Benjamin Vogt / Monarch Gardens


Services Provided
Personal attention for each client and their unique landscape, from the first consultation to plant lists, nursery visits, and layout. We work with DIY home gardeners to churches, schools, and small business to jump start and guide your landscape decisions -- anything we can do to increase native plant ecosystems and wildlife organically. Consults and design both in person and online.

Areas Served
Lincoln and Omaha Nebraska region, as well as online.

Business Description
Monarch Gardens is a landscape consulting business focused on native prairie plants, low maintenance design, and providing habitat for wildlife in all four seasons. We consult on site, visit nurseries with clients, deliver and order plants, create landscape plans with detailed horticultural info, and suggest organic options. Butterfly and interactive children's gardens are a specialty.

Certification and Awards
2012 Apartment Therapy Best Outdoor Space
Location:
Lincoln, NE US 
Contact:
Benjamin Vogt 
Type:
 
Address:
Lincoln, NE 68522 
Benjamin Vogt / Monarch Gardens updated their profile
on Monday
Benjamin Vogt / Monarch Gardens commented on an ideabook

5 Prairie Wildflowers That Can Heal Your Soil

Get free, organic soil fertilizer with nitrogen-pumping plants that draw pollinators too Full Story
     Comment   last Saturday
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Benjamin Vogt / Monarch Gardens
rustyand -- I'm in Nebraska, and I try to write about the plants I know and grow and experience. You'll have to get one of the western writers to cover the topic! :) Many of the plant I feature have a large range from the middle of the country east, but those pesky Rocky Mtns create one massive biological divide in many ways. :)
last Saturday at 9:00am     
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Susan Beecher
I love your articles!!
on Sunday at 8:11pm     
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princesslolo45
i just added a baptisia to my flowerbed. Leadplant and purple prairie clover are on my list for next planting in the fall.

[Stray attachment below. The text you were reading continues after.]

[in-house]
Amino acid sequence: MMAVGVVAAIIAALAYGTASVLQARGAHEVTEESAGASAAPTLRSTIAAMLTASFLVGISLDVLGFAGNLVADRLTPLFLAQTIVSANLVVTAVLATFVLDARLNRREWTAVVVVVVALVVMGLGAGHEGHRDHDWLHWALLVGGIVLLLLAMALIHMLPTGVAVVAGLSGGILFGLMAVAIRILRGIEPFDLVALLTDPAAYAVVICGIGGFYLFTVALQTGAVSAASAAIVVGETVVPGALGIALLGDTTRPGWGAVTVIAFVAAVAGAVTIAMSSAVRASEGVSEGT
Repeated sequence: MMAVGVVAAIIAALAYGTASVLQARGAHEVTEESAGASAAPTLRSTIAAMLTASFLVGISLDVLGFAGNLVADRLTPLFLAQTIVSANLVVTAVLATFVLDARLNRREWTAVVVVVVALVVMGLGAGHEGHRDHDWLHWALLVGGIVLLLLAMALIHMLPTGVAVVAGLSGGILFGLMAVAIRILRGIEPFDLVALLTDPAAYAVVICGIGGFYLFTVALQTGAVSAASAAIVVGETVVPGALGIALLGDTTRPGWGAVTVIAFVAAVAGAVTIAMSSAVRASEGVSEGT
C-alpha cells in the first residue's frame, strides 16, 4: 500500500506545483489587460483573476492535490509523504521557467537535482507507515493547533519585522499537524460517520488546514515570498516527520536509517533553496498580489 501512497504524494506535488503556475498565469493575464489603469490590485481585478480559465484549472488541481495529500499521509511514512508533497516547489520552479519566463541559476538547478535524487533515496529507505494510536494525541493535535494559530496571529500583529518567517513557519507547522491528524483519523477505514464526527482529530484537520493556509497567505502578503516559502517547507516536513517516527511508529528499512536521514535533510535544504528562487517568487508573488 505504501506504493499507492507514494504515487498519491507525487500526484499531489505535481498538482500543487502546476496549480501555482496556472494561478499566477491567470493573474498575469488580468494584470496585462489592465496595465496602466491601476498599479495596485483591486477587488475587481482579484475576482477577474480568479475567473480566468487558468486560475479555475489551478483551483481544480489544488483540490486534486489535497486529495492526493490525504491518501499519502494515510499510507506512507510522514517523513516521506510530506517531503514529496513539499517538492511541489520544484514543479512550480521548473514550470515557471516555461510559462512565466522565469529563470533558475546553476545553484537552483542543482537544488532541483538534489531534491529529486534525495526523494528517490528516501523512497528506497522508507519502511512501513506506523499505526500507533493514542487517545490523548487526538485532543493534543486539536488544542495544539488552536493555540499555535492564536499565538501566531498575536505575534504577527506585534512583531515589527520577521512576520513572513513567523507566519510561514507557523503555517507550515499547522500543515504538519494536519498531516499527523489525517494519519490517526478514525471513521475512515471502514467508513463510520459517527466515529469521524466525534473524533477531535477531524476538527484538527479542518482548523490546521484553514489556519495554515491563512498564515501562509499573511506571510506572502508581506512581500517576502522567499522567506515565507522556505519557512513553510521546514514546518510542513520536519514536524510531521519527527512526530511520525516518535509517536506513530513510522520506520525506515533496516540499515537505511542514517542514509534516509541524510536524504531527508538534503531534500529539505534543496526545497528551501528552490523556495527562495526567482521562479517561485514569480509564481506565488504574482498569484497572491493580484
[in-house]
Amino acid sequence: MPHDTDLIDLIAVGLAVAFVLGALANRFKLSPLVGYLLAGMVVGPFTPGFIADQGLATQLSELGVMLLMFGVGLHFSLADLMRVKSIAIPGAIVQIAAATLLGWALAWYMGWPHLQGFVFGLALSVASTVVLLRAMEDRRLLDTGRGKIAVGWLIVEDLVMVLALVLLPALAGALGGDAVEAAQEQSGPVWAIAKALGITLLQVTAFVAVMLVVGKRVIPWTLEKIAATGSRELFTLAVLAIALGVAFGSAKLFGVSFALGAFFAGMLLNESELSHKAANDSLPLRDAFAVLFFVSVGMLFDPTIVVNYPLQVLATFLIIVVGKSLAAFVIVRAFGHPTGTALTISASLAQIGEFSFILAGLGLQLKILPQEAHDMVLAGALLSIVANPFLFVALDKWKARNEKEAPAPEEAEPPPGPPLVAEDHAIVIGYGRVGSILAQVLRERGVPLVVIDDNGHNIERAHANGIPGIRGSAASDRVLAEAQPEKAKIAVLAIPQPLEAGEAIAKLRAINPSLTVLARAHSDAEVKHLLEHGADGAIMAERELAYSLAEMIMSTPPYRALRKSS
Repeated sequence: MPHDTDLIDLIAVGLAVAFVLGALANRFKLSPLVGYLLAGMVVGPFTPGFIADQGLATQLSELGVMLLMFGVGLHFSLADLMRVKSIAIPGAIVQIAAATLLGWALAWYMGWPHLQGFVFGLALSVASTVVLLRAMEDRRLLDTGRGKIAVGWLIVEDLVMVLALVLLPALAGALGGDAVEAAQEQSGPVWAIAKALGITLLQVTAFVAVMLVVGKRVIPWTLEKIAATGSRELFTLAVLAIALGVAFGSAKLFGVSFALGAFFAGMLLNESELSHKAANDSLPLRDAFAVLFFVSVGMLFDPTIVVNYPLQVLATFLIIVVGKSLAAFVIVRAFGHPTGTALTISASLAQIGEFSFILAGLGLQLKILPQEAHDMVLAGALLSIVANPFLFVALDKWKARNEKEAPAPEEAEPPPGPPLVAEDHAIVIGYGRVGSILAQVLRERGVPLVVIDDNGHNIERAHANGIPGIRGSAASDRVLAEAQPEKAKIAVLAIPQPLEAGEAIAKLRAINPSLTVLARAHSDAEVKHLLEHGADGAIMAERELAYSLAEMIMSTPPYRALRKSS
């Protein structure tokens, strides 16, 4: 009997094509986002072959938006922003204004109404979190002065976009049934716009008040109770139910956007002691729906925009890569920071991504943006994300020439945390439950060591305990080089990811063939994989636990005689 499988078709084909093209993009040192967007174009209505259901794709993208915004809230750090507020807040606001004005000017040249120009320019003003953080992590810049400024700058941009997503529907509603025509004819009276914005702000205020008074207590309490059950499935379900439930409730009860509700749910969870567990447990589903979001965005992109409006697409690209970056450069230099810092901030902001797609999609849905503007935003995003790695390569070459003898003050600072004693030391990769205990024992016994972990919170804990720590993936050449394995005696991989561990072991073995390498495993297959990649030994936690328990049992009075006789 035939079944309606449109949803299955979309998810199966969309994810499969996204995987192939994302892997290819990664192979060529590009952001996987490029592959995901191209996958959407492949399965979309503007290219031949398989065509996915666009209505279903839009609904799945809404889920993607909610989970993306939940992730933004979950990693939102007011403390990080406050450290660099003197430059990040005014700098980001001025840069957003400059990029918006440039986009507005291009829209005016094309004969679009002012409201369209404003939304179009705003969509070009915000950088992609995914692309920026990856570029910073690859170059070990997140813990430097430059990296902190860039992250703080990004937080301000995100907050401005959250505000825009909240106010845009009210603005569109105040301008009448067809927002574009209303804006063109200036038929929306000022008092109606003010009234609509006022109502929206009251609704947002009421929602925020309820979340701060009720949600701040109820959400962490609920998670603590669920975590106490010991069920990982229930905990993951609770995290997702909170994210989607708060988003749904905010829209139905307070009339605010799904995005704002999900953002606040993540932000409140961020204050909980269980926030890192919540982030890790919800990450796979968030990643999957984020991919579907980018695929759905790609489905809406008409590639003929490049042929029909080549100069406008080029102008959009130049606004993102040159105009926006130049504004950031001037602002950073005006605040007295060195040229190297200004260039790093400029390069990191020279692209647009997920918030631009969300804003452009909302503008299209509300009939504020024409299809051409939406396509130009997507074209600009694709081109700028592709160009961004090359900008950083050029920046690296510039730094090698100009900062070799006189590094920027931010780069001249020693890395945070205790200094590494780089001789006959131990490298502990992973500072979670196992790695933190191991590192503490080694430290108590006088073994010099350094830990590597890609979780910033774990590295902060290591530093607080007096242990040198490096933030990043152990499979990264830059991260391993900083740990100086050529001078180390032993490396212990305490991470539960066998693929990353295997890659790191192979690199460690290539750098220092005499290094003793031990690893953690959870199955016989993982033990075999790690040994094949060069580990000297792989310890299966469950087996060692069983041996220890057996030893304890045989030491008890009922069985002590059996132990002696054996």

on Sunday at 9:06pm   
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Benjamin Vogt / Monarch Gardens is following Clear Creek Landscapes
last Friday
Benjamin Vogt / Monarch Gardens commented on an ideabook

How to Design a Garden That Lasts

Climates are changing. Wildlife is evolving. Can your garden keep up? Full Story
     Comment   last Thursday
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Benjamin Vogt / Monarch Gardens
Trishideas -- It's really hard for me to say not knowing your plants or your landscape. I will say this: most plants and lawns don't need to be watered nearly as often as they are, and the waterings they do get are so short that water can't penetrate into the ground deeply. When water doesn't get soaked in well, and it's just available near the surface instead of deeper down, plants will grow shallower roots more prone to drought stress. That's the short version. :)
last Thursday at 8:18pm   
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Stacy Strauch-Dubree
everlasting garden
last Saturday at 4:48pm   
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mouseisadog
I have a very a very small front and back yard; I prefer mulch rather than grass or ground cover. It helps control weeds and retain water during our hot summers.
15 hours ago   
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Benjamin Vogt / Monarch Gardens is following McCullough's Landscape & Nursery and The Wee House Company
last Thursday